While I further cultivate my dysfunctional relationship with all things lacrosse, I couldn’t give training the cold shoulder (I know that’s a really bad pun but I write this stuff to amuse myself). So how do I forge ahead with plans of world domination from here? I feel like the exiled trying to stage a coup.

Harlan, our resident poster child for the down but not out, would have some insight on this. He also graduated from the school of Don’t-be-a-Nancy-boy with top honors. He ignored every red flag in favor of goal posts and finish lines.

Of his history, Harlan said, “Sports included baseball, basketball, track, soccer. Soccer and running continued into and after college. Anytime I got injured be it shoulders or knee, I would find a way to work around the pain or most of the time once I got going the pain went away.”
You’re body doesn’t keep asking politely forever. Eventually it has a relationship-altering hissy fit that tells you it means business. In Harlan’s case it became impossible to ignore really fast.

“My injury was a complete rupture of my rectus femoris tendon. Surgery was immediately because I couldn’t walk or move my leg without reattaching the tendon. For many years before the surgery I had knee problems/pain, which was diagnosed as tendonitis and tendinosis. Both of these signals were ignored and my activity level foolishly did not decline. The injury occurred from ‘overuse’ and not enough rest. Ever since high school, a day didn’t go by without a trip to the gym and/or run. I always wanted to see how hard I could go at the gym and how fast I could run,” said Harlan.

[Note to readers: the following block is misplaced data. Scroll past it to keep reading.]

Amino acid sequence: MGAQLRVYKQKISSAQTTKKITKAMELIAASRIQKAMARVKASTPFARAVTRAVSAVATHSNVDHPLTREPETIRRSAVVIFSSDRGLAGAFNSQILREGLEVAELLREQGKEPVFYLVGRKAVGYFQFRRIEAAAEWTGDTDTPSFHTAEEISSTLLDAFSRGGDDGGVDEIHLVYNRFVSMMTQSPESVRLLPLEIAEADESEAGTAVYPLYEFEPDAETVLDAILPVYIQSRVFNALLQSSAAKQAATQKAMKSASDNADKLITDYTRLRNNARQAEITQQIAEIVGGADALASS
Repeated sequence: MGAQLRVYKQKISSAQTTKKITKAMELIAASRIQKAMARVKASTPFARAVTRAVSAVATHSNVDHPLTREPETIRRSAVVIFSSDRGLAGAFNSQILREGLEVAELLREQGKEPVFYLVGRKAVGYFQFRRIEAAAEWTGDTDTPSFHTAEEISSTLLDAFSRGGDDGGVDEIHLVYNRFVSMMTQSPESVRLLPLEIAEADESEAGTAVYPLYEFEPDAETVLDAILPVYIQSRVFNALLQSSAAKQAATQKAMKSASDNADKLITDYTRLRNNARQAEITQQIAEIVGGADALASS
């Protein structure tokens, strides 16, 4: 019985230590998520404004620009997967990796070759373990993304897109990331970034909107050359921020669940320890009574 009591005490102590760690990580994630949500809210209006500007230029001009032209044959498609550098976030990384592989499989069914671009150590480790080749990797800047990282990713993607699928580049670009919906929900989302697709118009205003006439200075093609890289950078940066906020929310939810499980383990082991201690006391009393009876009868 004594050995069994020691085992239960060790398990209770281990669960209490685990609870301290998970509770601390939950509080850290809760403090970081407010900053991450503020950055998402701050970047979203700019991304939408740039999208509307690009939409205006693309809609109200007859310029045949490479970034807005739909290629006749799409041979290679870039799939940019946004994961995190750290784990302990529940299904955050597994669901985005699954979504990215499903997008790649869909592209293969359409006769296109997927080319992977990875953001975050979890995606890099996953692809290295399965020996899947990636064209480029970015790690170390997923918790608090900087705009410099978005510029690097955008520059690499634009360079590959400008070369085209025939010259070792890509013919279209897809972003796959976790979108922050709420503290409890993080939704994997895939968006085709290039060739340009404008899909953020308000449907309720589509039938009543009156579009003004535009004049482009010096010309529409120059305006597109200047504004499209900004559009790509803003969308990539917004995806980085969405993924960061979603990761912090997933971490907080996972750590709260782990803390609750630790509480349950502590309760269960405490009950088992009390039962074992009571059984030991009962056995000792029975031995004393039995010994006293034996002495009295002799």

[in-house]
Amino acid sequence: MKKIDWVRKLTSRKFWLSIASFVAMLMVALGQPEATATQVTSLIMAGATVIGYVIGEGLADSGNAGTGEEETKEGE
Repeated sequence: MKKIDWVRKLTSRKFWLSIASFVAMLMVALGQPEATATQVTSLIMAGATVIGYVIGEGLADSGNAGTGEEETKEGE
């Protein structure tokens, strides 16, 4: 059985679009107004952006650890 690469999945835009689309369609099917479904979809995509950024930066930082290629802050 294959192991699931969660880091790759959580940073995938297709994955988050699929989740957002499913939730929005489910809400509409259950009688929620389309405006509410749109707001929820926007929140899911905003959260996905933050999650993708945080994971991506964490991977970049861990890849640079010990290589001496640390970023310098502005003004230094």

The answer to how hard and fast became, ‘not at all’ for a longer rehab than Harlan cared to ponder after years of constant activity. In his defense, Tendonitis and Tendinosis is commonly tolerated without resolution. If I bothered to get a diagnosis, I’d technically be in the same camp. Obviously, this isn’t the path I want to keep jogging down. The problem is that it takes the right practitioner with the right information to offer a better answer than ‘no exercise until the pain subsides’ especially since it generally doesn’t. For competitive folks with passion and goals, this isn’t enough.

Though I think I found the right practitioner and a workable solution, Harlan did not. Because of that, I’m currently looking at the pre-surgical side of rehab and he’s facing the post-surgical slog. Though we’ve both been slowed considerably, his term is much longer.

Harlan said, “Shifting gears to slow down is almost impossible. The most difficult part is mental; realizing you have brought yourself to a certain point and now all you can do is sit there and watch your body weaken is really tough. To go from being active and athletic as a little kid and throughout adulthood to not being able to workout is tough to handle, especially mentally.”